U.S. financial system healing; Japan slump deepens

NEW YORK Wed May 20, 2009 5:43pm EDT

NEW YORK (Reuters) - The U.S. financial system is healing, Treasury Secretary Timothy Geithner said on Wednesday, but contractions in Japan's and Mexico's economies showed the path to a global recovery could be long and tough.

The U.S. Federal Reserve said it saw modest improvements in the U.S. economy last month, but cut its forecast for economic growth over the next three years.

World Bank President Robert Zoellick was equally cautious, telling a meeting of regional central bankers in Finland that the global situation was still getting worse but "we are likely to see the rate of decline lessen."

Geithner said the U.S. financial system was "starting to heal" after a time of severe trauma, thanks to the government's bailout efforts, and that a program for cleansing toxic assets from banks will start over the next six weeks.

"We still face a very challenging economic and financial environment, and we need to be careful to preserve substantial resources and flexibility to deal with future contingencies," Geithner told the Senate Banking Committee.

Despite some modest improvements, the Fed gave a more pessimistic view of the world's largest economy, projecting a contraction of 1.3 to 2.0 percent this year and a rise in the unemployment rate to between 9.2 and 9.6 percent.

U.S. Treasury debt prices rose after minutes from the latest Fed policy meeting in late April showed officials discussed buying more securities, including government debt, to help spur the economy.

"Fed officials judged the financial system to be vulnerable to further shocks," said John Canavan, analyst at Stone and McCarthy Research Associates in Princeton, New Jersey.

JAPAN AND MEXICO SUFFER

Earlier Wednesday, Japan said its economy, the world's second largest, contracted by 4 percent in the January to March quarter from the previous three months and by 15.2 percent from a year earlier as capital spending sank at the fastest pace on record and private consumption fell the most since 1997.

By comparison, the U.S. economy shrank 1.6 percent in the first quarter, or 6.1 percent on an annualized basis, while the euro zone economy contracted 2.5 percent.

With Japan heavily reliant on exports, economists said a lasting recovery will depend on how soon the global economy recovers and demand in the West grows.

"The export plunge is spreading to domestic demand," said economist Hiroshi Shiraishi at BNP Paribas. "As such, the Japanese economy may return to growth temporarily but it could suffer a contraction again afterwards."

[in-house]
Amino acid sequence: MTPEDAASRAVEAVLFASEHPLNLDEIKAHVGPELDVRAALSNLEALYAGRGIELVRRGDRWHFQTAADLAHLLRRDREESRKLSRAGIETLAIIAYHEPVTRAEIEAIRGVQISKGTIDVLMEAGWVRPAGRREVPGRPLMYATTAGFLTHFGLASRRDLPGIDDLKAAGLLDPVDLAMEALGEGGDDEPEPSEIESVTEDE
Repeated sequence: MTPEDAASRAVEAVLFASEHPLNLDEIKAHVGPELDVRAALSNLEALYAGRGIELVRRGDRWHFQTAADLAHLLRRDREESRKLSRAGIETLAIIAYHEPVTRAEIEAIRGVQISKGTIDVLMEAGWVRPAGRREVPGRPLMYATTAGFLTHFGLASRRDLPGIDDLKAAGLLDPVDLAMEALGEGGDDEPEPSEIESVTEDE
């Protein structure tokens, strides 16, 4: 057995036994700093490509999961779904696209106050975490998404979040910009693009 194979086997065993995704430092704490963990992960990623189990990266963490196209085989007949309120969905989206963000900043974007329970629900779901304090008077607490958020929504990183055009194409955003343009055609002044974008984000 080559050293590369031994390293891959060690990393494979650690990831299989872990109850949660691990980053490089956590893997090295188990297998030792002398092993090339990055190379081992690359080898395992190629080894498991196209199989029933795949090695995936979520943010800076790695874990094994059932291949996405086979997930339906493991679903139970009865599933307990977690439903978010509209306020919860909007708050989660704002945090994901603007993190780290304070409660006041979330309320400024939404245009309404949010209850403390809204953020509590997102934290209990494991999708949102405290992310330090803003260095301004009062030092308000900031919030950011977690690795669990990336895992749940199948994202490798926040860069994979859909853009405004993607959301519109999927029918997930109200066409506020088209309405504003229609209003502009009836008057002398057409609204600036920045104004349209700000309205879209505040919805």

Mexico's economy -- also very dependent on exports -- suffered a sharp decline in the first three months of this year, shrinking 5.88 percent from the previous quarter and 8.2 percent from a year earlier.

Finance Minister Agustin Carstens warned that Mexico, which ships about 80 percent of its exports to the United States, could see its economy contract 5.5 percent this year.

Analysts see the current recession rivaling Mexico's mid-1990s financial meltdown known as the Tequila Crisis.

In another sign of the need for cooperation, the European Union and China patched up differences at a summit, pledging to create a new global order to combat the financial crisis, shrinking world trade and climate change.

"We both recognize that it is important for us to work together, to ride out the storm and make our contribution to an early world economic recovery," said Chinese Premier Wen Jiabao.

Officials in China have grown increasingly confident that an 8 percent expansion can be achieved this year with the help of Beijing's stimulus package and said extra measures would be taken to maintain the momentum of a recovery.

U.S. HOUSING IS KEY

Wall Street stocks .N fell on the Fed's outlook and as financial shares were sold off after recent rises, running contrary to gains in many Asian and European markets.

The dollar fell to its lowest mark in nearly five months against the euro and a basket of currencies as the view that the worst of the global slump may be over dented its safe-haven appeal.

Oil firmed above $61 a barrel after data showed U.S. crude stocks fell more than expected in the week to May 15.

The U.S. economy may not emerge from its slump until the housing market stabilizes, economists say.

A Reuters poll found the U.S. housing market, the source of the global financial crisis, is edging closer to a bottom but the timing of a turnaround is highly uncertain.

The Mortgage Bankers Association said demand by Americans for mortgages to buy a home fell last week but overall applications rose, reflecting more interest in refinancing loans as interest rates drop.

The collapse of Spain's housing sector, coupled with a jobless rate of 17 percent, led to a larger-than-expected contraction in its economy in the first quarter.

Worries about the global recession also continue to put pressure on corporate earnings.

Deere & Co (DE.N), the world's largest maker of agricultural machinery, reported sharply lower quarterly earnings as weaker crop prices weighed on demand for tractors and harvesters. Deere also cut its full-year earnings forecast again.

(Reporting by Reuters correspondents worldwide; Writing by John O'Callaghan; Editing by Eddie Evans)